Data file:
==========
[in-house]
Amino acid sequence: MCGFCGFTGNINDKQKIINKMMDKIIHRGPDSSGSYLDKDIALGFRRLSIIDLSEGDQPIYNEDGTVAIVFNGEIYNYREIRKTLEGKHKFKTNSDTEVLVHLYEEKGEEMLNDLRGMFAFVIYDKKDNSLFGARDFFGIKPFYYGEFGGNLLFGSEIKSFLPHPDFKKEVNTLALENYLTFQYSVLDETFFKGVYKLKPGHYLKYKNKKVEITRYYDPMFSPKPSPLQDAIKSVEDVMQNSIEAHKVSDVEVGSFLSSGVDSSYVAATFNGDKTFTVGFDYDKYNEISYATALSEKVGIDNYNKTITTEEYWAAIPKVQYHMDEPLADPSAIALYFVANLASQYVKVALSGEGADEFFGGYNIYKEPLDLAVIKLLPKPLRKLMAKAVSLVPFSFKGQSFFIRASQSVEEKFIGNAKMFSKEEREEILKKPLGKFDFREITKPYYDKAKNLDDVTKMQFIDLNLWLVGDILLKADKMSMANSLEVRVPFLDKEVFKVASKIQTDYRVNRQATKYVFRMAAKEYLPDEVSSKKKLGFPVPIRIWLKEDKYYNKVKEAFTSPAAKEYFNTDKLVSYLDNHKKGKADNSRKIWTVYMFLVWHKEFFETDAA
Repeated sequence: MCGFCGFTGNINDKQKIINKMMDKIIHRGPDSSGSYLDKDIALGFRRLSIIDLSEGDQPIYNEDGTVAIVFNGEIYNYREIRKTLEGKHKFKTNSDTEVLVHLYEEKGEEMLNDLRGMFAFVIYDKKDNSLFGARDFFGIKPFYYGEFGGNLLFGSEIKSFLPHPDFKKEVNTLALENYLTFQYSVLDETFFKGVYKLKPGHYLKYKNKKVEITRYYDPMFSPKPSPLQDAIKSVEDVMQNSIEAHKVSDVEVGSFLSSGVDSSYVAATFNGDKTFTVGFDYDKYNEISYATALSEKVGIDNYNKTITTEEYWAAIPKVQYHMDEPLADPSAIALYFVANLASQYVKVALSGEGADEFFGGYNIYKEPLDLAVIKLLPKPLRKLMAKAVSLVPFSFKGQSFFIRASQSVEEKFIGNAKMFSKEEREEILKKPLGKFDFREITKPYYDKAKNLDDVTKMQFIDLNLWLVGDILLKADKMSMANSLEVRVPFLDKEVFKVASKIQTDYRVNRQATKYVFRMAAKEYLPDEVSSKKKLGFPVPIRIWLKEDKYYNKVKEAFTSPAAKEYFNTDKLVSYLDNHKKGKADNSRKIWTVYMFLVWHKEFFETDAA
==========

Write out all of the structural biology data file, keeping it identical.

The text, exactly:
[in-house]
Amino acid sequence: MCGFCGFTGNINDKQKIINKMMDKIIHRGPDSSGSYLDKDIALGFRRLSIIDLSEGDQPIYNEDGTVAIVFNGEIYNYREIRKTLEGKHKFKTNSDTEVLVHLYEEKGEEMLNDLRGMFAFVIYDKKDNSLFGARDFFGIKPFYYGEFGGNLLFGSEIKSFLPHPDFKKEVNTLALENYLTFQYSVLDETFFKGVYKLKPGHYLKYKNKKVEITRYYDPMFSPKPSPLQDAIKSVEDVMQNSIEAHKVSDVEVGSFLSSGVDSSYVAATFNGDKTFTVGFDYDKYNEISYATALSEKVGIDNYNKTITTEEYWAAIPKVQYHMDEPLADPSAIALYFVANLASQYVKVALSGEGADEFFGGYNIYKEPLDLAVIKLLPKPLRKLMAKAVSLVPFSFKGQSFFIRASQSVEEKFIGNAKMFSKEEREEILKKPLGKFDFREITKPYYDKAKNLDDVTKMQFIDLNLWLVGDILLKADKMSMANSLEVRVPFLDKEVFKVASKIQTDYRVNRQATKYVFRMAAKEYLPDEVSSKKKLGFPVPIRIWLKEDKYYNKVKEAFTSPAAKEYFNTDKLVSYLDNHKKGKADNSRKIWTVYMFLVWHKEFFETDAA
Repeated sequence: MCGFCGFTGNINDKQKIINKMMDKIIHRGPDSSGSYLDKDIALGFRRLSIIDLSEGDQPIYNEDGTVAIVFNGEIYNYREIRKTLEGKHKFKTNSDTEVLVHLYEEKGEEMLNDLRGMFAFVIYDKKDNSLFGARDFFGIKPFYYGEFGGNLLFGSEIKSFLPHPDFKKEVNTLALENYLTFQYSVLDETFFKGVYKLKPGHYLKYKNKKVEITRYYDPMFSPKPSPLQDAIKSVEDVMQNSIEAHKVSDVEVGSFLSSGVDSSYVAATFNGDKTFTVGFDYDKYNEISYATALSEKVGIDNYNKTITTEEYWAAIPKVQYHMDEPLADPSAIALYFVANLASQYVKVALSGEGADEFFGGYNIYKEPLDLAVIKLLPKPLRKLMAKAVSLVPFSFKGQSFFIRASQSVEEKFIGNAKMFSKEEREEILKKPLGKFDFREITKPYYDKAKNLDDVTKMQFIDLNLWLVGDILLKADKMSMANSLEVRVPFLDKEVFKVASKIQTDYRVNRQATKYVFRMAAKEYLPDEVSSKKKLGFPVPIRIWLKEDKYYNKVKEAFTSPAAKEYFNTDKLVSYLDNHKKGKADNSRKIWTVYMFLVWHKEFFETDAA